TAMPA, Fla. - New numbers show Florida leads the country in COVID-19-related deaths among prisoners, according to data collected by the Marshall Project. Despite the data, the state has yet to roll out a plan for vaccinating prison inmates and guards, which are both considered high-risk populations.
"Prisons are notorious for the congestion and spread of normal infectious diseases," USF Professor of Public Health Dr. Jay Wolfson said.
Since the pandemic began, Florida has recorded 189 COVID-19 related deaths among prisoners, which is more than any other state. This is according to the Marshall Project, which is a non-profit organization tracking COVID-19 cases in state and federal prisons.
"They are a natural place that breed infectious disease once they have been planted there. The dilemma is prisoners are required to be taken care of there as a matter of law," Dr. Wolfson said.
In December, researchers from seven of the nation's top universities submitted a report to the Centers for Disease Control and Prevention, urging the agency to prioritize the vaccination of inmates and prison staff. In the report, the CDC says states should include prisons in the early stages of vaccine distribution. According to a map in the report, Florida is among 11 other states with distribution plans that don't include prisons.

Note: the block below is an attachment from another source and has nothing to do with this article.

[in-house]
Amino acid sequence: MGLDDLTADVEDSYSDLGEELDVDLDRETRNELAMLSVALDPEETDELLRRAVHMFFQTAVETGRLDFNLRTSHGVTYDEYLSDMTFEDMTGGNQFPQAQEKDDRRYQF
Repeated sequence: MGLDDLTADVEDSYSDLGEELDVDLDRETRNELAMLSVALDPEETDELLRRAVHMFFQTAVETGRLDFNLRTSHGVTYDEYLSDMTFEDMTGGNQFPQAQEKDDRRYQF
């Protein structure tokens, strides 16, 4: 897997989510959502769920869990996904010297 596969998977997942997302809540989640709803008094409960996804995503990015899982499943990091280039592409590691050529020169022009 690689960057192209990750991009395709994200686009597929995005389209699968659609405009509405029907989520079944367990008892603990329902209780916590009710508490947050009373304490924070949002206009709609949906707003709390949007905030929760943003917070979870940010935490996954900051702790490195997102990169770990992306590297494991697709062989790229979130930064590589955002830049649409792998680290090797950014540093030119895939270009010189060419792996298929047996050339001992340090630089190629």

"Once the prisoners get it, the staff are going to get it much easier. They go home at night. They go shopping in the grocery store. They serve as the primary vehicle for contagion and community spread. They need to be protected first," Dr. Wolfson said.
As Dr. Wolfson explains, nursing home staff and prison staff share the same risk.
Monday, FOX 13 reached out to the Florida Department of Corrections about vaccination plans for prisons. In an email, a spokesperson says the FDC has applied to the state's vaccination program.
"FDC will receive further direction on distribution from DOH as supplies become available," an FDC spokesperson said in the email.
There's still no clear timeline as to when prison guards and inmates in Florida could first get the vaccine.
"The bottom line is we are all on the same team. It is the enemy and we have to work to figure out how we are going to do this," Dr. Wolfson said.